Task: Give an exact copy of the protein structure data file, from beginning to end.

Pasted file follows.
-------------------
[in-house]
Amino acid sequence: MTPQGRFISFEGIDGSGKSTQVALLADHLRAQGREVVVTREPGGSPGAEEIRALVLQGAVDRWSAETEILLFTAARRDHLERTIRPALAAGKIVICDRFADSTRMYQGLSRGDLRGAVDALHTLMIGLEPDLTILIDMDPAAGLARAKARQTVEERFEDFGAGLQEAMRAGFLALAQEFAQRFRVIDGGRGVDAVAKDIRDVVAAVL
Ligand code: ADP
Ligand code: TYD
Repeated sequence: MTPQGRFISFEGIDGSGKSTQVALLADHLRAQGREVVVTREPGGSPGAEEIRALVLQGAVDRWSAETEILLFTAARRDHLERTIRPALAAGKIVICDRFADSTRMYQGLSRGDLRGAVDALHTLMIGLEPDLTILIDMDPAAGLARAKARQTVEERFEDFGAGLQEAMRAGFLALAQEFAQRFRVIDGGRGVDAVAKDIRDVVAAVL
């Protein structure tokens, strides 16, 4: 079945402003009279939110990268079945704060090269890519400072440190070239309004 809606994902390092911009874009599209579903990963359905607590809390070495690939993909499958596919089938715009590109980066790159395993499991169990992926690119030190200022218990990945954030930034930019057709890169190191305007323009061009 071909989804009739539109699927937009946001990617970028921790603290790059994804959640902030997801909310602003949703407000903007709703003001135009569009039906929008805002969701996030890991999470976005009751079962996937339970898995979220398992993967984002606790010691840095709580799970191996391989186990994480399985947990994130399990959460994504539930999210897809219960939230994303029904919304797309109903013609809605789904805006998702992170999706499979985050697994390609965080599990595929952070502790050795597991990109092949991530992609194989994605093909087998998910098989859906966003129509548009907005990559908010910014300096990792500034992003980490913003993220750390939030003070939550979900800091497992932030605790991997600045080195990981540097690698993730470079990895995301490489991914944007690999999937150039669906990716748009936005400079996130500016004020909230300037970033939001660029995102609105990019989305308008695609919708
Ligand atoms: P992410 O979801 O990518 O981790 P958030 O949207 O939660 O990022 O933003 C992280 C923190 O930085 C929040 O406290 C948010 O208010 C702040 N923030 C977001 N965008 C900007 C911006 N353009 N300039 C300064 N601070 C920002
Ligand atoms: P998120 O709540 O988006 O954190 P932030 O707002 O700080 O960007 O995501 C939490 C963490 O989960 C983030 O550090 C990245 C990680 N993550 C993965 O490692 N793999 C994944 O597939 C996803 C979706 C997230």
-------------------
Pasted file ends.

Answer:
[in-house]
Amino acid sequence: MTPQGRFISFEGIDGSGKSTQVALLADHLRAQGREVVVTREPGGSPGAEEIRALVLQGAVDRWSAETEILLFTAARRDHLERTIRPALAAGKIVICDRFADSTRMYQGLSRGDLRGAVDALHTLMIGLEPDLTILIDMDPAAGLARAKARQTVEERFEDFGAGLQEAMRAGFLALAQEFAQRFRVIDGGRGVDAVAKDIRDVVAAVL
Ligand code: ADP
Ligand code: TYD
Repeated sequence: MTPQGRFISFEGIDGSGKSTQVALLADHLRAQGREVVVTREPGGSPGAEEIRALVLQGAVDRWSAETEILLFTAARRDHLERTIRPALAAGKIVICDRFADSTRMYQGLSRGDLRGAVDALHTLMIGLEPDLTILIDMDPAAGLARAKARQTVEERFEDFGAGLQEAMRAGFLALAQEFAQRFRVIDGGRGVDAVAKDIRDVVAAVL
């Protein structure tokens, strides 16, 4: 079945402003009279939110990268079945704060090269890519400072440190070239309004 809606994902390092911009874009599209579903990963359905607590809390070495690939993909499958596919089938715009590109980066790159395993499991169990992926690119030190200022218990990945954030930034930019057709890169190191305007323009061009 071909989804009739539109699927937009946001990617970028921790603290790059994804959640902030997801909310602003949703407000903007709703003001135009569009039906929008805002969701996030890991999470976005009751079962996937339970898995979220398992993967984002606790010691840095709580799970191996391989186990994480399985947990994130399990959460994504539930999210897809219960939230994303029904919304797309109903013609809605789904805006998702992170999706499979985050697994390609965080599990595929952070502790050795597991990109092949991530992609194989994605093909087998998910098989859906966003129509548009907005990559908010910014300096990792500034992003980490913003993220750390939030003070939550979900800091497992932030605790991997600045080195990981540097690698993730470079990895995301490489991914944007690999999937150039669906990716748009936005400079996130500016004020909230300037970033939001660029995102609105990019989305308008695609919708
Ligand atoms: P992410 O979801 O990518 O981790 P958030 O949207 O939660 O990022 O933003 C992280 C923190 O930085 C929040 O406290 C948010 O208010 C702040 N923030 C977001 N965008 C900007 C911006 N353009 N300039 C300064 N601070 C920002
Ligand atoms: P998120 O709540 O988006 O954190 P932030 O707002 O700080 O960007 O995501 C939490 C963490 O989960 C983030 O550090 C990245 C990680 N993550 C993965 O490692 N793999 C994944 O597939 C996803 C979706 C997230």